In 1344 the friary was victim of an "attack", when a large group of men broke into the friary and "cut down trees and carried off goods and chattles, to the alleged value of £60". Many of the friars and the friary's servants were beaten, injured and wounded in the attack. The prior obtained a writ which named 44 of the alleged perpetrators, who included "two chaplains, and various tradesmen of the town, such as linen-drapers, grocers, skinners, and shoemakers". Nothing is recorded in the assize rolls with regard to these perpetrators, showing there was probably some sort of "amicable termination" or out-of-court settlement.
The barns and outbuildings at the friary were used as a royal wool-store. In 1354, John de Bredon, one of the Derbyshire wool-collectors charged with the care of around 80 stone of wool at Derby Black Friary, was convicted and imprisoned at Fleet Prison in London for allowing most of that wool to rot, whilst selling the remains for his own gain.
In 1374, while staying at the royal hunting lodge at Ravensdale, John of Gaunt, 1st Duke of Lancaster, donated the timber of three oaks to the friary.
In July 1403, King Henry IV stayed two nights at Derby whilst traveling between Nottingham and Burton Upon Trent. He gave 2 marks to the friary "in recompense for the various damages done by the royal suite".
Around 1534-1535, and with the threat of dissolution looming, many English Dominican Friars left for Ireland, Scotland and Flanders. The Friary had an average of around 30 friars at any one time; however, following this threat, the numbers reduced to only 6.
On 3 January 1539, the friary was surrendered to the Crown for dissolution. At the time it was recorded as having an income, after expenses, of £18 16s 2d. Attached to the document of surrender is the old seal of the friary, used from the time of its foundation. In shape a pointed oval or mandorla, it displays a representation of the Annunciation, with the Virgin Mary and the Archangel Gabriel standing facing each other with the word "Domini" (as in Ecce Ancilla Domini"). Below them is displayed a trefoiled arch with the half-length figure of the Prior in prayer.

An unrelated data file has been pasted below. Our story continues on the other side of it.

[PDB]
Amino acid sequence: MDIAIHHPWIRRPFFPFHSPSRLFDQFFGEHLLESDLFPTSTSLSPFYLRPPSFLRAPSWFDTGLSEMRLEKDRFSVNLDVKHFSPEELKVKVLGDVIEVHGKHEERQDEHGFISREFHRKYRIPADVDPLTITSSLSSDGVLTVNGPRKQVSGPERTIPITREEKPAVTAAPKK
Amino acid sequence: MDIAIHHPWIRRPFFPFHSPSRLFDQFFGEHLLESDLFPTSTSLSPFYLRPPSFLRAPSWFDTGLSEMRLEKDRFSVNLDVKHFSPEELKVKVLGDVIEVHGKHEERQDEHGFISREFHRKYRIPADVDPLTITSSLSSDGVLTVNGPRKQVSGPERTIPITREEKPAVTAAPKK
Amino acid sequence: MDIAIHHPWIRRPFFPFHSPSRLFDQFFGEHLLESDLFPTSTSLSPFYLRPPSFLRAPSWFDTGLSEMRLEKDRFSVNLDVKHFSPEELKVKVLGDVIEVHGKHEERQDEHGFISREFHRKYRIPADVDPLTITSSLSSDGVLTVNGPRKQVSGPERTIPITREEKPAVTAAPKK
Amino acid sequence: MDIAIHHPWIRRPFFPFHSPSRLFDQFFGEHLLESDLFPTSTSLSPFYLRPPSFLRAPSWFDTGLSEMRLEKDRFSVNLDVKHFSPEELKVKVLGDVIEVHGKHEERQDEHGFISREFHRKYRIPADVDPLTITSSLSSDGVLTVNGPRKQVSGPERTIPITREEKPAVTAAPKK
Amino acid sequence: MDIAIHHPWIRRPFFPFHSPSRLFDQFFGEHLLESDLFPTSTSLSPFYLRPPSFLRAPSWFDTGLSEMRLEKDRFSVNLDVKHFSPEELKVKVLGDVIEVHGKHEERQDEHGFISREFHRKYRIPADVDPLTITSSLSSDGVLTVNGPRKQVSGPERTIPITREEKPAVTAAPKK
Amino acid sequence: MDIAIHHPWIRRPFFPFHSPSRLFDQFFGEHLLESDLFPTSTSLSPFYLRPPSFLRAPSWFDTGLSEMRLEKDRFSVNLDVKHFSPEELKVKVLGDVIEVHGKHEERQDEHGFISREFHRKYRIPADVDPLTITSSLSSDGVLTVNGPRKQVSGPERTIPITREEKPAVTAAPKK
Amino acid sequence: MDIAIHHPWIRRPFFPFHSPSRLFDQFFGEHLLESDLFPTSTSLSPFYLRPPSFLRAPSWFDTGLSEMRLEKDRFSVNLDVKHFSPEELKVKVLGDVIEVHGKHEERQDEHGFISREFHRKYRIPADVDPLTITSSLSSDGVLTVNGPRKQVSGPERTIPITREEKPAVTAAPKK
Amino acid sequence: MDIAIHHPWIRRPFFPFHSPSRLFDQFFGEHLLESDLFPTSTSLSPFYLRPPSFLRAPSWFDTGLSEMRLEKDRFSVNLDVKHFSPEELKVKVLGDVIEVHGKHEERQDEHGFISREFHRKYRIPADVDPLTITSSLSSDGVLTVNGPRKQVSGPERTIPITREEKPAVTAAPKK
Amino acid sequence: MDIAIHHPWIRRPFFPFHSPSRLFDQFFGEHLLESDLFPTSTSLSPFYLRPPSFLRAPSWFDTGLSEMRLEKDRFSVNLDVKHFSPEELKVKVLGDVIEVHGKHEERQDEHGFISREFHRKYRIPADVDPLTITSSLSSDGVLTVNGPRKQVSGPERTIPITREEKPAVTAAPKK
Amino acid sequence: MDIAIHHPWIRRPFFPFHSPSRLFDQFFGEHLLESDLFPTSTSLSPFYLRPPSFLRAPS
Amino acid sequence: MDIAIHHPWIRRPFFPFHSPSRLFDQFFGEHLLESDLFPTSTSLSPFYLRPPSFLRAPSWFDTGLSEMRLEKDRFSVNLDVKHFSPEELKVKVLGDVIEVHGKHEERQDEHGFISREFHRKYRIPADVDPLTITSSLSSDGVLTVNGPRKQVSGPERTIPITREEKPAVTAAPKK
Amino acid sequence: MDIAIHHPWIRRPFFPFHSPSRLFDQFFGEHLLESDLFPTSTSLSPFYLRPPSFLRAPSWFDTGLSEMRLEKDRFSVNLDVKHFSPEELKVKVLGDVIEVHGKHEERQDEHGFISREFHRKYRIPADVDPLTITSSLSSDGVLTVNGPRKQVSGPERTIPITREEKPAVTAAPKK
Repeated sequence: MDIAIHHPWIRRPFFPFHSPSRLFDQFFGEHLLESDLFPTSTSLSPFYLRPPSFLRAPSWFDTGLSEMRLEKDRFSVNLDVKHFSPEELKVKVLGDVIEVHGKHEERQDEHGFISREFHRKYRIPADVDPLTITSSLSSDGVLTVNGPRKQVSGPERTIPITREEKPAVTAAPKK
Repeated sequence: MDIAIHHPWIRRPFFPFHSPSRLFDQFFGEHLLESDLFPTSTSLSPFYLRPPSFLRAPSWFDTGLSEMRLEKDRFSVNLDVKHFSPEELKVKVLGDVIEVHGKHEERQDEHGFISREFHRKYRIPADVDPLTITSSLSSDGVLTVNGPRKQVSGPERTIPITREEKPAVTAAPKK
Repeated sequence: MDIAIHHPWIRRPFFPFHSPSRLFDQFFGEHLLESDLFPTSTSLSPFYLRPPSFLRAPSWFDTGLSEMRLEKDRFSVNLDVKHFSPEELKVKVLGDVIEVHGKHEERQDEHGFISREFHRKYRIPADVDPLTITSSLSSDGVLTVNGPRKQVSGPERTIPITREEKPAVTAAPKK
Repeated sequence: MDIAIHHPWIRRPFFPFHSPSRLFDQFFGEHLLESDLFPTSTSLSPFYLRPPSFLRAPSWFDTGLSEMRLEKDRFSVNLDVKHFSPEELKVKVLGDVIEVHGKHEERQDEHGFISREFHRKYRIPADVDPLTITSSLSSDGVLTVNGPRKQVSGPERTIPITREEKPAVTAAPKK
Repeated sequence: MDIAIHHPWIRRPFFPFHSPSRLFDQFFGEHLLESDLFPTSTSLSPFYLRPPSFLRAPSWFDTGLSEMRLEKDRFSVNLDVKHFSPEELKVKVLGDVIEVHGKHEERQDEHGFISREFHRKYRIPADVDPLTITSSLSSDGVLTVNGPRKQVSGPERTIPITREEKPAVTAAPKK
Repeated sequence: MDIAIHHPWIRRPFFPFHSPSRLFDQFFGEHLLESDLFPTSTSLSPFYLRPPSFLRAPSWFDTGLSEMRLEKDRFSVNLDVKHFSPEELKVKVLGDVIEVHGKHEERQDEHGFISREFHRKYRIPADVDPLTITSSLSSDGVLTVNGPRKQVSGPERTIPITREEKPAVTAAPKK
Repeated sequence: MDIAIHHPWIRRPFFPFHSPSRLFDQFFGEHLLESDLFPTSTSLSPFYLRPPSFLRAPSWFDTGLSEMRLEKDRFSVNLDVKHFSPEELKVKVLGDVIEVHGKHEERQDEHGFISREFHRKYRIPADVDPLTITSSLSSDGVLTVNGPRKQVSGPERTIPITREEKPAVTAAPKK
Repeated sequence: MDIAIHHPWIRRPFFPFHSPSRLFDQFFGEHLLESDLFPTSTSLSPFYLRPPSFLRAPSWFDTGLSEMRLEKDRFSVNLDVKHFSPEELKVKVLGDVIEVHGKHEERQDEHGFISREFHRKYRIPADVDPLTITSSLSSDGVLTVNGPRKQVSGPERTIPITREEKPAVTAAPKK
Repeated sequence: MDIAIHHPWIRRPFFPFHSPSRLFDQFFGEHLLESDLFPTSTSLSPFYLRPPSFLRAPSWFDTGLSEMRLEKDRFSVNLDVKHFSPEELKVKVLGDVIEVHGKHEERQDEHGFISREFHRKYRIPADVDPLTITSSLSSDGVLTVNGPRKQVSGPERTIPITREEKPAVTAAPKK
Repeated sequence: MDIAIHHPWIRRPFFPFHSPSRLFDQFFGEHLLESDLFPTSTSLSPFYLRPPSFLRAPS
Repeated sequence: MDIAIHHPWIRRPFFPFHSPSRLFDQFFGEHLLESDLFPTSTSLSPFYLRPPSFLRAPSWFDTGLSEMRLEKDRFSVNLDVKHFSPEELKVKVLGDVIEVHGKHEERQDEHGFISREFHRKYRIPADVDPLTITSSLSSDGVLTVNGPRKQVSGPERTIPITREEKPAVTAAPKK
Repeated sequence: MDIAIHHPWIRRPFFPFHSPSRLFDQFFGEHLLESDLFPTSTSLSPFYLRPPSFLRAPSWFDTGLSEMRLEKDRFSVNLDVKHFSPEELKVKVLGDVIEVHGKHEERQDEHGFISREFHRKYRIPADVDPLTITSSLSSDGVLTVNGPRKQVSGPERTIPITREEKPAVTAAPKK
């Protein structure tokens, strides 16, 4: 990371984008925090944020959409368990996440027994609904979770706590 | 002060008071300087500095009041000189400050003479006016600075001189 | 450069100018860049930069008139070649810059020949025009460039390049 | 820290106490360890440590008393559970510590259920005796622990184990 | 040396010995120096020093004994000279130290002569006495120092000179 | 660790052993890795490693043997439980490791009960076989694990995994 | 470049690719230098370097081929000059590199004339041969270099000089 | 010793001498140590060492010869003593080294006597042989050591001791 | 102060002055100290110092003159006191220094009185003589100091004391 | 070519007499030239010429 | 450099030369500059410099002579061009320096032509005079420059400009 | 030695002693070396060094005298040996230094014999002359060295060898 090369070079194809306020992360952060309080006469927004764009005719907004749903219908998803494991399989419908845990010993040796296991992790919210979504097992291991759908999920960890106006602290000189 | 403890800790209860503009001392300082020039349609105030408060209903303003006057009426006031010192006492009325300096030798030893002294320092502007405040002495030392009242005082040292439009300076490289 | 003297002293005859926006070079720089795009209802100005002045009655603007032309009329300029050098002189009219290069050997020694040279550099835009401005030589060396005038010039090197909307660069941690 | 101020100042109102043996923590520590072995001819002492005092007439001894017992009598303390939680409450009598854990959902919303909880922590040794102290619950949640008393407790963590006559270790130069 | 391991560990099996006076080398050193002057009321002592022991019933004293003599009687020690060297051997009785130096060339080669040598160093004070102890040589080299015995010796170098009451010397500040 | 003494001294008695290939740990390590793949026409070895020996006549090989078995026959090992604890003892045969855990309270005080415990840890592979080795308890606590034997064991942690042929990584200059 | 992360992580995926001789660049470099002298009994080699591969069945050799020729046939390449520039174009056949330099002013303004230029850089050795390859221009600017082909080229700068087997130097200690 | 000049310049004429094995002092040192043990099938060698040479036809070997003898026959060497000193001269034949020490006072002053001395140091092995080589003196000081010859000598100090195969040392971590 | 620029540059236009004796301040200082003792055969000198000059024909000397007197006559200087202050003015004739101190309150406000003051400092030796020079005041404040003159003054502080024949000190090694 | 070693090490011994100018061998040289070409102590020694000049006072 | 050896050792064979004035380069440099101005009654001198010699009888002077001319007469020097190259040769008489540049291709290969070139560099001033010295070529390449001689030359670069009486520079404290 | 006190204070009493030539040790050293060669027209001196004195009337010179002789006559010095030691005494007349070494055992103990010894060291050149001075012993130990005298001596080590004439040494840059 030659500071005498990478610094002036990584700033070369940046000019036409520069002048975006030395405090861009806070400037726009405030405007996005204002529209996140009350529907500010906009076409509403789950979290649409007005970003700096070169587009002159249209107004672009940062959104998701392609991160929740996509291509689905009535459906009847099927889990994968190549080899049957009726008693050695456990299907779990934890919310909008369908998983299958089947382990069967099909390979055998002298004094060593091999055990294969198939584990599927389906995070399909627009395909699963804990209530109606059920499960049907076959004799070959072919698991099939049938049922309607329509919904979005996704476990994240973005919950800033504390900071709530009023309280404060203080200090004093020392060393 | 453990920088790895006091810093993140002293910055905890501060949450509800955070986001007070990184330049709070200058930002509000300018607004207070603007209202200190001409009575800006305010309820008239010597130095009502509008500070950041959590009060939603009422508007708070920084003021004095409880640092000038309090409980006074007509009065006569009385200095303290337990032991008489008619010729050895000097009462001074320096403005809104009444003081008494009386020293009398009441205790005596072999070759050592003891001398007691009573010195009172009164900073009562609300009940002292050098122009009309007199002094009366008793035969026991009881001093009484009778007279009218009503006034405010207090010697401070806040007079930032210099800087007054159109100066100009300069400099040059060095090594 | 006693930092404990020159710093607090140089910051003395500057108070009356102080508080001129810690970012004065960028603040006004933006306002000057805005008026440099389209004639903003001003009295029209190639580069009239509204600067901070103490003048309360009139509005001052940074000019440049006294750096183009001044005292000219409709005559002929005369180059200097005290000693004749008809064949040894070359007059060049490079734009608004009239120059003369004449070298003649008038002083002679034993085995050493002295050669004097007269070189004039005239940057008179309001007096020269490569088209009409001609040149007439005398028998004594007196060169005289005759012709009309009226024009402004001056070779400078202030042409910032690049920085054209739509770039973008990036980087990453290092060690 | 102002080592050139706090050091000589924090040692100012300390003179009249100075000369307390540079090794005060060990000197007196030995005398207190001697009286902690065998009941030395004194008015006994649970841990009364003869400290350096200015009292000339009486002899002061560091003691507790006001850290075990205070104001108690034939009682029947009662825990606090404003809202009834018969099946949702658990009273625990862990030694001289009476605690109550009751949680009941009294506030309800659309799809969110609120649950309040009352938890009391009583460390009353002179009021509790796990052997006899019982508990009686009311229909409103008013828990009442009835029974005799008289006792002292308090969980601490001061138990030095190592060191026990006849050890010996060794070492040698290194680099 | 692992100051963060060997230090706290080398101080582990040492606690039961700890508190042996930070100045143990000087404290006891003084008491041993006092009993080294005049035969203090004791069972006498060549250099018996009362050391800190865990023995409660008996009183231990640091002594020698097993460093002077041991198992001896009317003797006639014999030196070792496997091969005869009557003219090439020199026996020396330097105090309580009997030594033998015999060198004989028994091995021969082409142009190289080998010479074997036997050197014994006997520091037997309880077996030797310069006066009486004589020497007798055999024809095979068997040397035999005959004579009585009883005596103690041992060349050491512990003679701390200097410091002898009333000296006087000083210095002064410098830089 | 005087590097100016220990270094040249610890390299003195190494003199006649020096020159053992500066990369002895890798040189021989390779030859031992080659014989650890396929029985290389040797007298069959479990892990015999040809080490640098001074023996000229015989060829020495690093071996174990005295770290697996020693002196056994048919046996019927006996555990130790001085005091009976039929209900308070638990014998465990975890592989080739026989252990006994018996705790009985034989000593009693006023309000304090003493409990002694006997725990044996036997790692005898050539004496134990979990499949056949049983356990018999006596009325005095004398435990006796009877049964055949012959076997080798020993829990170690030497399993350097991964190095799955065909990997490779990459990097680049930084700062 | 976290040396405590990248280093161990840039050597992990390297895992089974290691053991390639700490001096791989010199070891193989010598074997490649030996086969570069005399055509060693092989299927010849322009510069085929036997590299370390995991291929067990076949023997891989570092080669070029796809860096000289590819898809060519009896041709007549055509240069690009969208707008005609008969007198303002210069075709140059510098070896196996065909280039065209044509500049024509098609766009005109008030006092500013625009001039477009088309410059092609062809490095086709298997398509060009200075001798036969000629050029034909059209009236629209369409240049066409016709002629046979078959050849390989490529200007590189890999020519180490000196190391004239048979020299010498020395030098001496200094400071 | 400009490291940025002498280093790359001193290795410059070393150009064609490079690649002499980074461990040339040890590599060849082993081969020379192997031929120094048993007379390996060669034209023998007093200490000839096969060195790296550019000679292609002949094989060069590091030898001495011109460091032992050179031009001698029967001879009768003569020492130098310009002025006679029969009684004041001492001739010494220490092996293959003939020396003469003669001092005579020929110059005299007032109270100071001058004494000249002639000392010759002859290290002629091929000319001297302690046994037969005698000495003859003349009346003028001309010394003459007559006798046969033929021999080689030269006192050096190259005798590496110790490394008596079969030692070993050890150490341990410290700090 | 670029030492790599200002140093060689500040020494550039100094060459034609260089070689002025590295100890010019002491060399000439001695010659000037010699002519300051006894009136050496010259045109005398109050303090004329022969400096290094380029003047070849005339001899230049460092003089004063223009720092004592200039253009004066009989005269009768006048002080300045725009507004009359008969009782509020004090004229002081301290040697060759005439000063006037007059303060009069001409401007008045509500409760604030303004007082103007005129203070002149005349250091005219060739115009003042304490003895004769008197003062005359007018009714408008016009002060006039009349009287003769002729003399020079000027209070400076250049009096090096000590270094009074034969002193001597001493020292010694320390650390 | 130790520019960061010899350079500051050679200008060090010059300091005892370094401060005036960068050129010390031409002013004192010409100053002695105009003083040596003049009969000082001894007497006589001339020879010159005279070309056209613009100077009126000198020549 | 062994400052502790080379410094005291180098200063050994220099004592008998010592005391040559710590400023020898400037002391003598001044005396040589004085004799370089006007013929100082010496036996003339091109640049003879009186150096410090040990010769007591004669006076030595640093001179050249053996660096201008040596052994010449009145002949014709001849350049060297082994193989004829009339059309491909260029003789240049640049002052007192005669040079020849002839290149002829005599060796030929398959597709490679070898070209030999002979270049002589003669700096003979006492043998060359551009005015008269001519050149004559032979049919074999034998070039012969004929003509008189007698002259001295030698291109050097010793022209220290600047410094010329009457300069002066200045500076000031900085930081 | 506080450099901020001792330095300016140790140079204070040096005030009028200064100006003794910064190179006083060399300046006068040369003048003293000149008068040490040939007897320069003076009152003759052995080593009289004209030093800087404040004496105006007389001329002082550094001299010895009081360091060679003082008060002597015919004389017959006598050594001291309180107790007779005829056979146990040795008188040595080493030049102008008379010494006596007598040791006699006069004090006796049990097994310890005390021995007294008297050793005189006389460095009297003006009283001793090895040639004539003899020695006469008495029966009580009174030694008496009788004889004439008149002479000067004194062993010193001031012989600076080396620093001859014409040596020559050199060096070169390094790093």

The friary and its land were immediately let to John Sharpe for a yearly rent of 54s. The following year he was awarded a 21-year lease with the condition that the building materials of all the superfluous buildings (which were to be demolished) and all of the trees at the friary, were reserved for the crown.
On 18 January 1544, the same John Sharpe took Richard Camerdaye (a labourer from Derby) to court, claiming he had broken into the former friary and stolen the marble gravestones and certain lead, iron, glass and timber, all valued as worth £4.
The friary was located on the street currently known as Friargate: the site was densely built over as the town of Derby grew beyond the old town walls. The street contains more buildings from the 1600s than any other street in Derbyshire. In the 1700s the street became a fashionable place for the wealthy to live and many large Georgian houses were built, including what is now the Pickford's House Museum. The street was also home to several schools, to Derby Gaol and later to Derby Friargate railway station.
The site of the friary is currently occupied by the Grade II listed building known as "The Friary"; built around 1730/1731 for Samuel Crompton, son of Abraham Crompton, founder of Derby's first bank. At the time of construction, a building, thought to have been part of the original friary, but which had been converted into three dwellings, still existed to the rear of the site of The Friary House, and stones from the original friary building were used in the foundations of the house. These remaining friary buildings were demolished in the early 19th century. The house was extended in 1770 and then further modified and extended in 1875, at which point it was owned by Henry Boden, who's widow sold it to the Whitaker family in 1922. To the annoyance of Mrs. Boden, the Whitakers converted the house into the Friary Hotel; it was converted again in 1996, this time into a pub; its current incarnation is as a nightclub.
Behind the house are the remains of a much older wall, thought to be part of the old friary. The cellars also incorporate the remains of a medieval building, thought to be part of the friary buildings (but not conclusively dated as such).
Human remains and floor tiles were found in the area around The Friary House, thought to come from the former friary burial ground.
The area formerly occupied by the friary is thought by some to be haunted.
The building known as The Friary, built on the site of the friary buildings, is the location of several sightings of monks dressed in black (Dominican Friars wore black), including sightings of a headless monk. The Friary is also a stopping point on several local ghost walks, with the ghosts of monks most frequently reported in its cellars, which are thought to incorporate part of the original friary buildings.